Moderator Christopher Irving braced himself for a storm of strong personalities talking about their experiences pushing the boundaries of humor in comics, further complicated by the face that there were a gaggle of young teens in attendance to remind creators to try to put a lid on the almost unavoidable profanity that was bound to emerge. Frank Cho (LIBERTY MEADOWS, SAVAGE WOLVERINE), Evan Dorkin (MILK ‘N’ CHEESE, BEASTS OF BURDEN), Tim Rickard (BREWSTER ROCKIT), and Peter Bagge (HATE!) took up their positions to shock and amuse, but what emerged was plenty of dialogue on their all too serious struggles with the status quo. Bagge kicked things off by explaining that he was sharing a table with Dorkin this year and hearing his endless kvetching about the state of the comics industry was making him want to kill himself. Dorkin seized and edited Irving’s introduction notes before allowing things to proceed and Cho, who had been ill, bravely took his seat, only to be handed a note from a young lady working at the con explaining that “Frank Cho went home early”. This was pretty much the kind of craziness that the audience was expecting from such an esteemed line-up.
They all commented on the fact (a feature of discussion at the con) that a Republican convention was happening in the Charlotte, NC convention hall at the same time and was giving them some terror and fodder for their jokes. Dorkin, for one, had “never seen such rude behavior from well dressed people”. Irving bit the bullet and asked the panellists to tell tales of censorship in their work, and Cho had a host of anecdotes starting from his earliest days in college papers. Working in syndicated strips more recently, he often had work returned with post-it notes reading “reduce breast” and “reduce buttocks” in a pattern he described as “constant censorship”. Working for Image and Marvel, he was “back to square one” with censoring, particularly with SAVAGE WOLVERINE, but despite that he said that “Marvel has been good to me”. Rickard, who works more locally to Heroes Con has faced a lot of “limiting” in syndicated strips, including papers refusing to use his strips despite relatively harmless images. One example he provided was a panel where a dog is “scootching across the carpet” the way dogs do, and another was a strip depicting TSA “full body searches” and for both he was asked to make changes that would cause the work not to “make sense” any longer. The general tenor of syndicated work, Rickard said, is that one complaint equals 100 and one compliment equals one compliment, also known as the “grandmother test”. No one’s grandmother should be offended by a comic, apparently.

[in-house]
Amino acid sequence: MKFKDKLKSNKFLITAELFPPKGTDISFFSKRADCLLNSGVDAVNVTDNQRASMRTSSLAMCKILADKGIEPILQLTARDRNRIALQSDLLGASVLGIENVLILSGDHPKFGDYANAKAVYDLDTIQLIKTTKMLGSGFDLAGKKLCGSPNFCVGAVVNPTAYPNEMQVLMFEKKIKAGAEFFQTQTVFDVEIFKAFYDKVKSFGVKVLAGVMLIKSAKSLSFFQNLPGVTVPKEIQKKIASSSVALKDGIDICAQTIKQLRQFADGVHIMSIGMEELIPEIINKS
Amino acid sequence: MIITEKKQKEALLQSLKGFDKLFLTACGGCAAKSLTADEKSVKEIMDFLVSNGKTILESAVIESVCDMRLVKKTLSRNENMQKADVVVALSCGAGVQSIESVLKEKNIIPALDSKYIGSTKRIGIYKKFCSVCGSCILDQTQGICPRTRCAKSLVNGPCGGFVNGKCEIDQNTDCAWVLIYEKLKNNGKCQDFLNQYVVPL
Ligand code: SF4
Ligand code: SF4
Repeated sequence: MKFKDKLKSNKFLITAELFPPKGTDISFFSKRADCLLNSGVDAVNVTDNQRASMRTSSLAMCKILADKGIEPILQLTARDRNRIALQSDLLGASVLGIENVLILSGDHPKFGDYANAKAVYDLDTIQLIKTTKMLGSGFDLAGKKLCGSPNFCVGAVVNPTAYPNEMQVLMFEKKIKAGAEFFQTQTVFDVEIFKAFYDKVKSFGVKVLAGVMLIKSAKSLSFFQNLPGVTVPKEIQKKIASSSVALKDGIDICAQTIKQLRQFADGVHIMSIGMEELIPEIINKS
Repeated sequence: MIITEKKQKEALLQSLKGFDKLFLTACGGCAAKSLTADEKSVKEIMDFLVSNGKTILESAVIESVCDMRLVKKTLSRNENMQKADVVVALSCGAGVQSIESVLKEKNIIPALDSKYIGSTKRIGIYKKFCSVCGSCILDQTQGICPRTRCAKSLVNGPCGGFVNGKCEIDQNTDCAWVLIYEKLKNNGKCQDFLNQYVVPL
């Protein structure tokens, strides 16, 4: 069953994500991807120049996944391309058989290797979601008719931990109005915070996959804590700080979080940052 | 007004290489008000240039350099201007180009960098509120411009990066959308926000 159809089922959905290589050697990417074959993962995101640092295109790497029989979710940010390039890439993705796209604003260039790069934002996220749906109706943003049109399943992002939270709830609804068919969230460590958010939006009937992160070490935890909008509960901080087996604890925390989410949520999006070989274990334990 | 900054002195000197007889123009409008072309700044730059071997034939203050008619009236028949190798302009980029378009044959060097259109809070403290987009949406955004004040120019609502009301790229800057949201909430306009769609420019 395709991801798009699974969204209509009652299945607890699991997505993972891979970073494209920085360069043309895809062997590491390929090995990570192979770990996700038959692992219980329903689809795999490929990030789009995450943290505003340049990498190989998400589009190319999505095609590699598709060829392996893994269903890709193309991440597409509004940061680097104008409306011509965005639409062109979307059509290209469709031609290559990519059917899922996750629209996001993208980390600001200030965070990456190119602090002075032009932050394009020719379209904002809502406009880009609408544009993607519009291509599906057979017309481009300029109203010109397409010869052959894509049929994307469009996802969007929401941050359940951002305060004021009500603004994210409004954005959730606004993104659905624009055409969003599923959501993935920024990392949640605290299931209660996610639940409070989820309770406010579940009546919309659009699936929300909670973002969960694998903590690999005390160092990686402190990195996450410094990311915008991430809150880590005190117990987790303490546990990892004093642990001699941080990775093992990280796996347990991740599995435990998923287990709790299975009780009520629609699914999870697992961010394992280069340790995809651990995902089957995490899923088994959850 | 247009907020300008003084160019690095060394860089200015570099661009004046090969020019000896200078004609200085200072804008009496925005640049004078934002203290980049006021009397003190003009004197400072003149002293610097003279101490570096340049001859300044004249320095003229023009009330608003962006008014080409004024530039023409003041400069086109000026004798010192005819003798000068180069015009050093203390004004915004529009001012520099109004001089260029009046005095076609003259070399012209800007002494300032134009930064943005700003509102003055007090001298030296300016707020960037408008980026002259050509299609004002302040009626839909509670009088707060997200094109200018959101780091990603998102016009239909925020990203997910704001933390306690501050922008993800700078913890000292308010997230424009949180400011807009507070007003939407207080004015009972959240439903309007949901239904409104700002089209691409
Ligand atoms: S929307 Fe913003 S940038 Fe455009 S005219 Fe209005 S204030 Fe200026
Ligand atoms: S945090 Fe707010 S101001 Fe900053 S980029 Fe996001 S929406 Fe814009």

The panellists hadn’t had much more luck with retail comic shops, either, having to go into “dark corners” to find humor comics to begin with, and Dorkin cited that only 10% of shops had ever carried his works. Dorkin’s most surprising experience with backlash came from doing a “back page strip” in a Jewish themed magazine of Jews baking with the blood of Christian children (an all too real medieval anti-semitic belief in Europe) that he didn’t realize would be published online before it saw print. Once on the web, “Nazi hate groups” started putting up the comic, despite the fact that the comic was about “ridiculous beliefs taken to a ridiculous extreme”. Dorkin received death threats and hate mail for the strip, with fans calling the house and declaring a boycott on his work. For Dorkin, whose motto is “Don’t back away from a strip”, this was nevertheless the “only time I’ve ever been scared”. The problem, he said, is that some people don’t read humor comics closely enough to benefit from what they are actually saying about life, and that leads to extreme responses.
Bagge has had problems with message boards on the internet where readers have simply misunderstood a comic and “took things the wrong way” resulting in a trend of name-calling. “Everyone’s favorite hobby now is to call everyone a racist”, he said, particularly online. “Of course, you know, Pete IS a racist”, Dorkin informed the audience, which started off the inter-panel sniping that characterized the event. “Some people get upset over anything”, Dorkin added. “Professionally offended”, Bagge concluded. Cho recalled a terrible moment as a student when he received a letter from Charles Schultz’s lawyer after depicting a version of Charlie Brown being killed by the kite-eating-tree, and assumed he was in big trouble. His editor told him to disregard it, which he did, and nothing ever came of the threat. Cho has also had plenty of protest from religious groups over time. Once after presenting the baby Jesus refusing to take a bath by walking on water, he had people calling his house telling him he was going to “burn in hell” for it.